WSOP 2012: Everyman, thin man, and Gram
There is a man by the door. He's mature, middle aged, balding. He looks every bit the salesman from the Omaha or account executive from Lexington. That is to say, he looks perfectly normal, an everyman you'd trust to sell you a washing machine.
The man's smile is wide and slightly nervous like a child on his way to his first day in kindergarten. He stands at the entrance to the Rio convention center's Amazon Room. His wife--another perfectly normal-looking woman--holds up a camera and snaps the man's photo. She takes a second snap just in case the first one didn't work. It's a photo the man will keep the rest of his life. Without asking, it's certain this man is playing his first World Series of Poker Main Event.
It's $10,000 to enter. It's roughly equivalent to what your average middle class middle America guy might pay for his home mortgage in a given year. That's why this man is smiling for the camera. It's the moment he set out to fulfill a lifelong dream. It's high school graduation, stepping on the mound at Fenway, kissing a girl for the first time, tipping the first beer, and seeing the Mona Lisa all wrapped into one. And it's costing him ten thousand bucks for the experience.
And it's hope. This man may not have the tournament resume that some of the big time pros carry with them from $10,000 event to $10,000 event. He may not have seven-figure scores and a couple of WSOP bracelets. But he has hope, and on the first day of the WSOP, hope reflects just as much light as the championship bracelet.
Barreling through the throngs of other hopefuls, juking left and right around an ESPN cameraman, and high-stepping across the Amazon Room's garish carpet takes you to a small podium where WSOP Tournament Director Jack Effel (trim, slim, and nearly 100 pounds lighter than the 2011 Main Event) stands with a short-circuiting microphone. He's witnessed this scene countless times before. Like many of the old pros, Effel is a veteran. He's seen the huge fields. He's seen the millions come and go. It's old hat for him.
When Effel's microphone recovers, his voice free-climbs from his chest, and Effel speaks. No. He projects. He thunders. He's a ring announcer. He's a southern preacher. It's not a sermon meant for the grizzled and tired. Effel is speaking to a congregation of Mr. Everymans who had their picture taken by the door. Effel is speaking to everyone who traded $10,000 for a chance to play on poker's biggest playground.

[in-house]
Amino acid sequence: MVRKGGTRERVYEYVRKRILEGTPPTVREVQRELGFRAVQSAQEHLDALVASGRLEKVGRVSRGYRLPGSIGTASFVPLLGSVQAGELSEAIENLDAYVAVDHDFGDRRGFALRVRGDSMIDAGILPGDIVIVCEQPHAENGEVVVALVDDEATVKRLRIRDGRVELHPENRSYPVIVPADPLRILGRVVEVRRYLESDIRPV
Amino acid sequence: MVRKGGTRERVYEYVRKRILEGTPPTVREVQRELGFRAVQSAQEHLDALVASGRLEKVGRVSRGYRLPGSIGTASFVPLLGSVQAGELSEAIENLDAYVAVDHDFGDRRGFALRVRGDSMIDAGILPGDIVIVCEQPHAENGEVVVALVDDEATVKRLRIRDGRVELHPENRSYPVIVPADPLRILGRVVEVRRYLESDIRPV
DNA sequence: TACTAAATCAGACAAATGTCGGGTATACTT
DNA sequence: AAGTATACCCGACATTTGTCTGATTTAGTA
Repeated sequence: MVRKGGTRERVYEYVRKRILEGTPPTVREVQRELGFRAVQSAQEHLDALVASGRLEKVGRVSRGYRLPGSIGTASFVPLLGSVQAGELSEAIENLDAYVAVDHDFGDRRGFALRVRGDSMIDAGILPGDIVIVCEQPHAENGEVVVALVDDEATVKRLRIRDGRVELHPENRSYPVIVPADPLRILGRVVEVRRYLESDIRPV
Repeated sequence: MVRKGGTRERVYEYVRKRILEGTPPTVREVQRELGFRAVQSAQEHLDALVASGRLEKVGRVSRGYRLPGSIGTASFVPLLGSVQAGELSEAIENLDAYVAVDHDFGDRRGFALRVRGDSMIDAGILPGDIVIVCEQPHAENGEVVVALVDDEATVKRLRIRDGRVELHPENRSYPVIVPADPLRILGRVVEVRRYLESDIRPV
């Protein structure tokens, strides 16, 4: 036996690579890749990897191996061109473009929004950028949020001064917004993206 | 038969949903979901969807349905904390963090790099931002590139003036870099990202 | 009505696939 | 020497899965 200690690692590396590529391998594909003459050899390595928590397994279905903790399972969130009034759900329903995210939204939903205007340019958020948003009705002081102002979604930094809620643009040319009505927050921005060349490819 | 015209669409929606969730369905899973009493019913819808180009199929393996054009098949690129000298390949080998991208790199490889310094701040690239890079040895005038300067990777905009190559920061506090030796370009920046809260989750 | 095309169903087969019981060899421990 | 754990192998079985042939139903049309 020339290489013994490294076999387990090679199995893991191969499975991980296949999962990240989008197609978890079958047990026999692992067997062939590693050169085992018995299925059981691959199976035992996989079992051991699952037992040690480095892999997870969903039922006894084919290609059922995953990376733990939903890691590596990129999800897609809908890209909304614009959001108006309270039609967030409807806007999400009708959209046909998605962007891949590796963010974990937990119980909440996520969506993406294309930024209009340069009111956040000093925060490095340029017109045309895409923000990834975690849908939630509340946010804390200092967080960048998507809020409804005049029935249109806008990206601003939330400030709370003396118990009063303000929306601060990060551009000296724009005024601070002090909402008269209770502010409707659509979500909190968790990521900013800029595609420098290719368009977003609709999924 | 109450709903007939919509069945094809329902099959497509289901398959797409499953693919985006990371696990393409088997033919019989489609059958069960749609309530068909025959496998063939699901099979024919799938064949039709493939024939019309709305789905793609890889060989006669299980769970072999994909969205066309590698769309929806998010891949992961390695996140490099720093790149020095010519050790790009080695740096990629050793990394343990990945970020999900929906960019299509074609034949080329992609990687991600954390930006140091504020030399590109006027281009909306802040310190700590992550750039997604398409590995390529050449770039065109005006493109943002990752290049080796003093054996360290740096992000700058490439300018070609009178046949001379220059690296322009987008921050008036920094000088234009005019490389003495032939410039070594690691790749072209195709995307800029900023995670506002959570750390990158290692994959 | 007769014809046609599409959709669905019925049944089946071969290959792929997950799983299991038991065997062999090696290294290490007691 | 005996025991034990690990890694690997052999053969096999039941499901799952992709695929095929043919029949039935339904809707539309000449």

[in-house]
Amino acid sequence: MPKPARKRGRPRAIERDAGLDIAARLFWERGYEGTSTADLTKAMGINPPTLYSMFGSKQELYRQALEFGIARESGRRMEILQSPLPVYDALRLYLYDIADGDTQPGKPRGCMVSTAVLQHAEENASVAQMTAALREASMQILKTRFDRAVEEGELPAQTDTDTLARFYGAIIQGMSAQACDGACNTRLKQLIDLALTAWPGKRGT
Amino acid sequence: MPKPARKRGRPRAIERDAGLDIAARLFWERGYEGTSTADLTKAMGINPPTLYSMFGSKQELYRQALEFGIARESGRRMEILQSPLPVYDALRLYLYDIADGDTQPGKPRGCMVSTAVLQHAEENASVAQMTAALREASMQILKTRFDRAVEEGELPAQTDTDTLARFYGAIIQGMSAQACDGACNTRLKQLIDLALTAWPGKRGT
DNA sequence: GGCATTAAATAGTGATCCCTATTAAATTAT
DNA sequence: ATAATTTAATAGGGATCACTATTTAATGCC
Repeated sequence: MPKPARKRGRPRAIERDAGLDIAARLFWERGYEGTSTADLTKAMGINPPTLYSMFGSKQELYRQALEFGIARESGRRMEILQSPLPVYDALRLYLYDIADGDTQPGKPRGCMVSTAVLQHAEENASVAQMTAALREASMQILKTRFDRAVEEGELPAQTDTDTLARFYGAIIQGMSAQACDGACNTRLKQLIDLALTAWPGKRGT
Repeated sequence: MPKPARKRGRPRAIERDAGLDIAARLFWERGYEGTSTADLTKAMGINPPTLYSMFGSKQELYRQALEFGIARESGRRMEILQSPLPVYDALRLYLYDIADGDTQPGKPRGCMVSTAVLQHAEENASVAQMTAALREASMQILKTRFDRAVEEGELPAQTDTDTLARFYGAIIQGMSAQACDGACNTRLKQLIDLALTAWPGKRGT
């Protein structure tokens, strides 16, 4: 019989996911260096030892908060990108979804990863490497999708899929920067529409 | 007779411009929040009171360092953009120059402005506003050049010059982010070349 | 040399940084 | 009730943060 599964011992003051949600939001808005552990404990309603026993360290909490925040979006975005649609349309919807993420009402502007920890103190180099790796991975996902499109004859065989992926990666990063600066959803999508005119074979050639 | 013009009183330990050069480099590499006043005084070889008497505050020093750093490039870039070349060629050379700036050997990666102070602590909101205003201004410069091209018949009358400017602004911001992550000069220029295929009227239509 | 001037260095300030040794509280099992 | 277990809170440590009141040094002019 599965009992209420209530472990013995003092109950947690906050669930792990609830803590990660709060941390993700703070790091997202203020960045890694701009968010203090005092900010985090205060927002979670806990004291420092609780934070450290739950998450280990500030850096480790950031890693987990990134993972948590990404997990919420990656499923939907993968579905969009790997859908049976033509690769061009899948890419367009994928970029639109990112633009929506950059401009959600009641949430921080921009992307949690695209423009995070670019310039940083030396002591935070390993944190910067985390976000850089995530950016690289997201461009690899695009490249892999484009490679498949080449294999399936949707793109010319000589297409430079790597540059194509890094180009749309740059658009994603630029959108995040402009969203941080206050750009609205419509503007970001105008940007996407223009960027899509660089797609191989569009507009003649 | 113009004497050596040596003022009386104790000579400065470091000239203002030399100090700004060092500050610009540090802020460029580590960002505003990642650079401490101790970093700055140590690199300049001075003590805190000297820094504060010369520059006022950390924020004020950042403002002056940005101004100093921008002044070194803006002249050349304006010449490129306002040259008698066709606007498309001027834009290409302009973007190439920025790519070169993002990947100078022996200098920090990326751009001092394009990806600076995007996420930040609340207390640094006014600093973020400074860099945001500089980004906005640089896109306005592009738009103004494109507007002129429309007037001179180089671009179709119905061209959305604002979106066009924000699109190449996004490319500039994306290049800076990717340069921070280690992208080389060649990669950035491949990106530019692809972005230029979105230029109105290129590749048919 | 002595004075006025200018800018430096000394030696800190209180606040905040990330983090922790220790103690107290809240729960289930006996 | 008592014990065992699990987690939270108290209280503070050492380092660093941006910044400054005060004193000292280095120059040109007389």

"Welcome to the 2012 World Series of Poker!" he booms. "This is the richest sporting event in the world. You are sitting at a table like none other. The place is here. The time is now!"
Looking over Effel's shoulders are the faces of Sailor Roberts and Doyle Brunson. They're on gigantic banners hanging from the rafters, wall-sized homages to the Main Event winners of the past. Roberts won the bracelet in 1975. Brunson won the next two in 1976 and 1977. Roberts died at age 64 in 1995. Brunson--poker's grandfather--is still playing at age 78. He moves slower than he used to, but his wit and brain are just as sharp. Brunson may have crossed the boundary into the land of living legends, but he's a baby compared to the woman on the stage next to Effel.
Five minutes earlier, an entourage of people pushed a plaid wheelchair to the stage. It stopped in front of Shaun Deeb, 26, a professional player from New York. He's one of the young guns in the game. He won Player of the Series in the Spring Championship of Online Poker. He banked $1 million last week in a runner-up finish to the Big One for One Drop satellite tournament. He's on top of the world with a life still to live.
Deeb puts out his hand and helps the lady in the wheelchair to her feet and onto the stage. He calls her "Gram." It's his 92-year-old grandmother, the oldest player in the field. She's a woman who uses phrases like "it's all about the cards" and says them with the kind of sage nod that forces people less than half her age involuntarily nod their heads.
This is the sweet moment of the day. In a firm voice, Gram Deeb tells the crowd, "I want everyone to know you are all playing for second." It gets the expected laugh, one that dies down just in time for Deeb to give poker's version of "Gentlemen, start your engines."
Gram Deeb looks once more at the crowd and once more to the microphone.
"Shuffle up and deal," she says.
And that's how it begins. With four words, the 2012 World Series of Poker Main Event is underway. For that one moment, the Amazon Room holds the greatest concentration of hope in all of Las Vegas. Across the room, a man wins his first hand and declares, "Chip leader at the table!" His family cheers from the rail. Another Mr. Everyman is as happy as he can be.
So, for the moment we can ignore the fact that for that man to win the hand, somebody else had to lose. We'll ignore that the next few days are about the diluting the hopes of the masses and concentrating them in the few. We'll forget that finding a champion means thousands of people going home with no more than a good story.
Indeed, we'll save cynicism for another day. We'll let hope be. We'll recognize that some days are meant for dreaming, and in poker, this is a dreamer's biggest day.
Random thing we just happened to count, of the hour
Number of people posing for pictures in front of the picture of Phil Ivey - 3
The "the damage may already have been done" of the hour
"Whatever I say, don't take it too hard. I'm just joking."
Familiar faces of the hour
Pierre Neuville, Anton Wigg, Kevin MacPhee, Pius Heinz, Ray Romano
Chalk and cheese of the hour
The quiet Allen Cunningham share a table with the volatile Illan Boujenah.
PokerStars update of the hour
Team PokerStars Pro David Williams is up to around 40,000 after tank calling a bet with a set of sevens. His opponent, choosing not to speak, used his eyebrows to express first ambivalence, and then disappointment.